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Providing Support and Assistance for Low-Income or Homeless Women-Reply

Ellen L. Bassuk, MD; John C. Buckner, PhD; Angela Browne, PhD; Amy Salomon, PhD; Shari S. Bassuk; Linda F. Weinreb, MD
JAMA. 1996;276(23):1875. doi:10.1001/jama.1996.03540230025018.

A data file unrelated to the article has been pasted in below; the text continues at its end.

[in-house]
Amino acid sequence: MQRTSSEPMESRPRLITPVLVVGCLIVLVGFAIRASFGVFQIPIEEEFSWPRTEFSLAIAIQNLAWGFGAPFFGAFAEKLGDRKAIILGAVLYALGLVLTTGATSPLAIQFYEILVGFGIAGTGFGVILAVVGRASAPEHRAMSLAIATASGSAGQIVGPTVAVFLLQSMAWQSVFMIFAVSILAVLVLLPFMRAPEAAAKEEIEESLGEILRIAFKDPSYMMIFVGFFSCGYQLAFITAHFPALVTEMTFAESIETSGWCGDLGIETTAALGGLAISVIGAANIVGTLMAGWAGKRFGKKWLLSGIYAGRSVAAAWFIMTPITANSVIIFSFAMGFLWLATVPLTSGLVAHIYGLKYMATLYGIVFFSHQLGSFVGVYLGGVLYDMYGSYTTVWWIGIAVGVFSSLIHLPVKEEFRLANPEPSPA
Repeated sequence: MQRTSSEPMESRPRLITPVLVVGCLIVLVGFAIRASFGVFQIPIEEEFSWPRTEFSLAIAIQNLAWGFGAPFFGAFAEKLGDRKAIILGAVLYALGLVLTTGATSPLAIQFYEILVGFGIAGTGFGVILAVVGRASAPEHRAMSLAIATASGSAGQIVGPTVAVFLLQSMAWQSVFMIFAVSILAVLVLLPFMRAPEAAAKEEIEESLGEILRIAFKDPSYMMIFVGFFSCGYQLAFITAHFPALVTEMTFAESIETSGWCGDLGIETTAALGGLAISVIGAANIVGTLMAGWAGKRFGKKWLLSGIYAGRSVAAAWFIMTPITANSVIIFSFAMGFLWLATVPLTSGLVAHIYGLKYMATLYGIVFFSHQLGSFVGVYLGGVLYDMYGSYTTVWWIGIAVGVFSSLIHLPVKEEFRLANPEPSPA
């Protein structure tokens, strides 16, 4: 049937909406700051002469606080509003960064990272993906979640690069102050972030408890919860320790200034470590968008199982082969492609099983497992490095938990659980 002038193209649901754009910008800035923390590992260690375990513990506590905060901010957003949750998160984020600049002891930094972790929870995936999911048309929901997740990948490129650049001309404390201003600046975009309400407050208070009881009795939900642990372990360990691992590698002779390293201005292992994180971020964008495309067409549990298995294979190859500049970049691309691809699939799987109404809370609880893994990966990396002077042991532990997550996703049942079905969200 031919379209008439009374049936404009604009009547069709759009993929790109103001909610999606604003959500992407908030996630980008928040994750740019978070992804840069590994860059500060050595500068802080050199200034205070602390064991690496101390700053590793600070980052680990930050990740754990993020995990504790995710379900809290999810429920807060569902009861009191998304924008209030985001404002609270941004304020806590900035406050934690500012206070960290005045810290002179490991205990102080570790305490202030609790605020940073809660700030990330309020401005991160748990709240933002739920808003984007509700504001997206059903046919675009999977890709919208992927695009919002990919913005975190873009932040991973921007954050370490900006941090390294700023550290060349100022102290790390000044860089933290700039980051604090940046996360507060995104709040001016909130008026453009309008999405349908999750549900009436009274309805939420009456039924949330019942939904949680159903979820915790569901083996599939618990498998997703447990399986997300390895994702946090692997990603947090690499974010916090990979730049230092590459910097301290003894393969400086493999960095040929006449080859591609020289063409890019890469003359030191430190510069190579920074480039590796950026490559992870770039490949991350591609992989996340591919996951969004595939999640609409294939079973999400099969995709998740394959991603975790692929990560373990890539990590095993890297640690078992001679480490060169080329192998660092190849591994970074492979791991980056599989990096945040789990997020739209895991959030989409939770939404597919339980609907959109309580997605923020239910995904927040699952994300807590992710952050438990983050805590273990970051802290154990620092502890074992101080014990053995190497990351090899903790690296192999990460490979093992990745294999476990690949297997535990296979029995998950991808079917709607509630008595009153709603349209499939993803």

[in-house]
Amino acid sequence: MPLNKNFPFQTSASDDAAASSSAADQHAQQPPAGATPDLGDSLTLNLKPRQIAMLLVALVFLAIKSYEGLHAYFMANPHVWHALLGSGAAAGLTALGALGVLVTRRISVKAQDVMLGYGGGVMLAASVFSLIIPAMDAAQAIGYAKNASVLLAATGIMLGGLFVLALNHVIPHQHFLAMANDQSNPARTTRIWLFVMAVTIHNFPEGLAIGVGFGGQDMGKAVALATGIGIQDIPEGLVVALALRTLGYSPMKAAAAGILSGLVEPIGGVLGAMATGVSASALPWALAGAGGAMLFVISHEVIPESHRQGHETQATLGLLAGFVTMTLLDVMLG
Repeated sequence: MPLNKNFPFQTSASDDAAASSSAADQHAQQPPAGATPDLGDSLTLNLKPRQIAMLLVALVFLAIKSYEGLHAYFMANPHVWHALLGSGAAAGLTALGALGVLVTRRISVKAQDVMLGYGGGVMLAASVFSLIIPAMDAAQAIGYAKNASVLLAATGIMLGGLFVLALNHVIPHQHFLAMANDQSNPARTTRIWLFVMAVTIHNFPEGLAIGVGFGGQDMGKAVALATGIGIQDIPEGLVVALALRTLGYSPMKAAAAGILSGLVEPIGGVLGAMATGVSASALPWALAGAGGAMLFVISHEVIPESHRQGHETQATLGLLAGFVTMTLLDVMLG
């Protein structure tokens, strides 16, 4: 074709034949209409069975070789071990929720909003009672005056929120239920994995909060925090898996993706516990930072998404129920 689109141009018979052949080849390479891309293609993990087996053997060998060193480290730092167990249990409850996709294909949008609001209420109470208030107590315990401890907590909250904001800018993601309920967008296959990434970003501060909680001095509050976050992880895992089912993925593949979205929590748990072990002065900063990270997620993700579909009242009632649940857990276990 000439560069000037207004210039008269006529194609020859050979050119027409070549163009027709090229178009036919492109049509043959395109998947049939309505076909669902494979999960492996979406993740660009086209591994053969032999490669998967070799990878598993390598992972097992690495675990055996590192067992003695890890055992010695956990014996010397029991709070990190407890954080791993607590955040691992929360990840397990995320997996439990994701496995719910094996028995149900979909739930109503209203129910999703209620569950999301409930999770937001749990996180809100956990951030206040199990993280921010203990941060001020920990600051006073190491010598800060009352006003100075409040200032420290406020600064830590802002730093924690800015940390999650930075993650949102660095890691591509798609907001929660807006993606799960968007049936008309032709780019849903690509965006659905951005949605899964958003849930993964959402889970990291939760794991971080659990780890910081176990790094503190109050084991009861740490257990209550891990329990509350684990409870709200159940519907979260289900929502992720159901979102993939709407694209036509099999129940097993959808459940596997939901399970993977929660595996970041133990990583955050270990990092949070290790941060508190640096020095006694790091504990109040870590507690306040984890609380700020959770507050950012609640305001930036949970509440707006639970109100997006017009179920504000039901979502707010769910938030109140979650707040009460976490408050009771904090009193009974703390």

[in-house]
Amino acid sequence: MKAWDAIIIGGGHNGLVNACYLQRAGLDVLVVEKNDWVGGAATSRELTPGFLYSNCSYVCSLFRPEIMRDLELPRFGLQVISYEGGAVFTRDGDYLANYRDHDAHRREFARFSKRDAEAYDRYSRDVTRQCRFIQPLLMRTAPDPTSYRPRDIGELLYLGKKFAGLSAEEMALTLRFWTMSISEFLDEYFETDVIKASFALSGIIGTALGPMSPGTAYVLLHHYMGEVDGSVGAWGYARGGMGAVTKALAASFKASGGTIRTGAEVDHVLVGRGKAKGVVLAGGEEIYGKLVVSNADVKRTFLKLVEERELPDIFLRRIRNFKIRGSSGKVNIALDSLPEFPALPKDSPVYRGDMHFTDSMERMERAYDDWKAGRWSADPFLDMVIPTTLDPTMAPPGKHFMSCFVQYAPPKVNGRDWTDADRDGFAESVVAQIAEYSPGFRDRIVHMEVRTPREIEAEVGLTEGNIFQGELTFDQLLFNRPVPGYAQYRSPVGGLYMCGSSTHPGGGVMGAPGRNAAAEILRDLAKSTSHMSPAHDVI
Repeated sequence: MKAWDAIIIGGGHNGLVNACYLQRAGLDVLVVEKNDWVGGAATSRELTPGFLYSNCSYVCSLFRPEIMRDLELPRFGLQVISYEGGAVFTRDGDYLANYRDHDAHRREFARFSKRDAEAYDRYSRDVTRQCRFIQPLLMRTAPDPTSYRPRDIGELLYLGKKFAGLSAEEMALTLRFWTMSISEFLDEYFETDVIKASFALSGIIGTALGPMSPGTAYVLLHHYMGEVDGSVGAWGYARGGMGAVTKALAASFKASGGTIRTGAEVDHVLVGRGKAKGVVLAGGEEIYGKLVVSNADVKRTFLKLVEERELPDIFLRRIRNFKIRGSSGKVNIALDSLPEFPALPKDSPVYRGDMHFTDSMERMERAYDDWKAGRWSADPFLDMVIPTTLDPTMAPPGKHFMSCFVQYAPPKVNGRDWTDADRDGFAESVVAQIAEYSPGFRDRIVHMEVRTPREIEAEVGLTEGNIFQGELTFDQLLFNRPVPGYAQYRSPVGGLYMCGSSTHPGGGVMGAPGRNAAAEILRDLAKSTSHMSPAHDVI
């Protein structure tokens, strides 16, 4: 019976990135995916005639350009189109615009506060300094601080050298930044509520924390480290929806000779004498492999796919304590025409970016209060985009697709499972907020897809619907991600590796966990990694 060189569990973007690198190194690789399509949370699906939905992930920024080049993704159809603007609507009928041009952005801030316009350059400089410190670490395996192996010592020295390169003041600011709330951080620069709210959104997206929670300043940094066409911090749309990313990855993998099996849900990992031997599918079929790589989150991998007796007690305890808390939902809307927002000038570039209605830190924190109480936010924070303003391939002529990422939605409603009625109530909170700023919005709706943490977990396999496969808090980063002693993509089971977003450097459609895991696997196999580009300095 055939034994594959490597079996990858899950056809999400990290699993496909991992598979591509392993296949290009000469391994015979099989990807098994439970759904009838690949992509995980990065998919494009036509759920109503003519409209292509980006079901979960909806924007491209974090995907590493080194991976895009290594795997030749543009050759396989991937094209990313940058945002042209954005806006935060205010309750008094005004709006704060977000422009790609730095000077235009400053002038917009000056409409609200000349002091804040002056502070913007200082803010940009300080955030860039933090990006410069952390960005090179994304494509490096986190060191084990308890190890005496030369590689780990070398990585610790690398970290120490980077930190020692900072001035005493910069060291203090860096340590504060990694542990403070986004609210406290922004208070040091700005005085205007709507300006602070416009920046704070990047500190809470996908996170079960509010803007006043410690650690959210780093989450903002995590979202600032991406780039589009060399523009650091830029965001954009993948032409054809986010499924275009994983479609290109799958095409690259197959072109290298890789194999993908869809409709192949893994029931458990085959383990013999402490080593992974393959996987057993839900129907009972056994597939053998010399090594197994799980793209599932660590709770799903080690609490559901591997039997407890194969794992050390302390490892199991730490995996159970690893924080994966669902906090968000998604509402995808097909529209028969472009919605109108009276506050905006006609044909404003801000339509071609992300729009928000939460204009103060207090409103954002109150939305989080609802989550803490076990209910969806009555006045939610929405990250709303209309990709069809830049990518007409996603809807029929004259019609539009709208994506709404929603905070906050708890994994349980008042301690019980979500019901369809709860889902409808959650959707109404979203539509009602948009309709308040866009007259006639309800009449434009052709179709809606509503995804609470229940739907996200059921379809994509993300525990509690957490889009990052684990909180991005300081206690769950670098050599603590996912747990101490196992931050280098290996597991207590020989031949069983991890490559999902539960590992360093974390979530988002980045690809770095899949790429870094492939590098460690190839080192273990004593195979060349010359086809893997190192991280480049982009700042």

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In Reply.  —Based on our clinical and research experiences, we agree with the hypothesis of Ms Plummer and colleagues that posttraumatic stress disorder and depression may inhibit high-risk women from participating in long-term services and programs. While we have data to examine these issues, we have not yet conducted the analyses to support this conclusion. We know that barriers to participation go well beyond mental health and include factors such as racial discrimination and inadequate income, child care, and transportation.1 In addition, some low-income women have had difficulty accessing traditional services and understandably have become distrustful of clinicians and institutions.Programs for low-income women must include specific approaches for responding to the extremely high rates of violent victimization and its aftermath (ie, posttraumatic stress disorder and its associated disorders—major depressive disorder and substance abuse) and for identifying women who have been abused or assaulted. At the least, treatment programs modeled from


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